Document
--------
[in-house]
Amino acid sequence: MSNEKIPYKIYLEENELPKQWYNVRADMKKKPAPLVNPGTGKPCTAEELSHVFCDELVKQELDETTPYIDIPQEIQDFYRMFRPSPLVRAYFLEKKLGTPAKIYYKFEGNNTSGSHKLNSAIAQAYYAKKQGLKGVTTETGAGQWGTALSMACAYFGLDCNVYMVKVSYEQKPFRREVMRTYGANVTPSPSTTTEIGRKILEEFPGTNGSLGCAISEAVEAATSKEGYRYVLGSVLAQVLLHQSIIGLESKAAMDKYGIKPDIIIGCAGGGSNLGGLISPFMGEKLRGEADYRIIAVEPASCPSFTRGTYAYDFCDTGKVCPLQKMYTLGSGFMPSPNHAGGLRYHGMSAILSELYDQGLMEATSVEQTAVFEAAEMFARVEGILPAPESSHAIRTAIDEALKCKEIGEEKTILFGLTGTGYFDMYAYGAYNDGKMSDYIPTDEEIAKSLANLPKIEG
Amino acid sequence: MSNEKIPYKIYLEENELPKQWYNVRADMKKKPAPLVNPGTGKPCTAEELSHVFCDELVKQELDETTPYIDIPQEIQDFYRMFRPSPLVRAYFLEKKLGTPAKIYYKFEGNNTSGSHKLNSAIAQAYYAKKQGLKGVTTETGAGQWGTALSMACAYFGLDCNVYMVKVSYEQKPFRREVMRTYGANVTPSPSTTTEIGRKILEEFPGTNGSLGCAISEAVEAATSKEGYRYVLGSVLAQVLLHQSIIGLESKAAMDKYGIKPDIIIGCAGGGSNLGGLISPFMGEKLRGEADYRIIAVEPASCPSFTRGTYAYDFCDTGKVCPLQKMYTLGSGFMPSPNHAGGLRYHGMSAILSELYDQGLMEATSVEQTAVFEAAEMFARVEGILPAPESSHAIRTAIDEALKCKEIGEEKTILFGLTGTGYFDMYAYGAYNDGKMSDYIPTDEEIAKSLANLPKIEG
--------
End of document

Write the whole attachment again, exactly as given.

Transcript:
[in-house]
Amino acid sequence: MSNEKIPYKIYLEENELPKQWYNVRADMKKKPAPLVNPGTGKPCTAEELSHVFCDELVKQELDETTPYIDIPQEIQDFYRMFRPSPLVRAYFLEKKLGTPAKIYYKFEGNNTSGSHKLNSAIAQAYYAKKQGLKGVTTETGAGQWGTALSMACAYFGLDCNVYMVKVSYEQKPFRREVMRTYGANVTPSPSTTTEIGRKILEEFPGTNGSLGCAISEAVEAATSKEGYRYVLGSVLAQVLLHQSIIGLESKAAMDKYGIKPDIIIGCAGGGSNLGGLISPFMGEKLRGEADYRIIAVEPASCPSFTRGTYAYDFCDTGKVCPLQKMYTLGSGFMPSPNHAGGLRYHGMSAILSELYDQGLMEATSVEQTAVFEAAEMFARVEGILPAPESSHAIRTAIDEALKCKEIGEEKTILFGLTGTGYFDMYAYGAYNDGKMSDYIPTDEEIAKSLANLPKIEG
Amino acid sequence: MSNEKIPYKIYLEENELPKQWYNVRADMKKKPAPLVNPGTGKPCTAEELSHVFCDELVKQELDETTPYIDIPQEIQDFYRMFRPSPLVRAYFLEKKLGTPAKIYYKFEGNNTSGSHKLNSAIAQAYYAKKQGLKGVTTETGAGQWGTALSMACAYFGLDCNVYMVKVSYEQKPFRREVMRTYGANVTPSPSTTTEIGRKILEEFPGTNGSLGCAISEAVEAATSKEGYRYVLGSVLAQVLLHQSIIGLESKAAMDKYGIKPDIIIGCAGGGSNLGGLISPFMGEKLRGEADYRIIAVEPASCPSFTRGTYAYDFCDTGKVCPLQKMYTLGSGFMPSPNHAGGLRYHGMSAILSELYDQGLMEATSVEQTAVFEAAEMFARVEGILPAPESSHAIRTAIDEALKCKEIGEEKTILFGLTGTGYFDMYAYGAYNDGKMSDYIPTDEEIAKSLANLPKIEG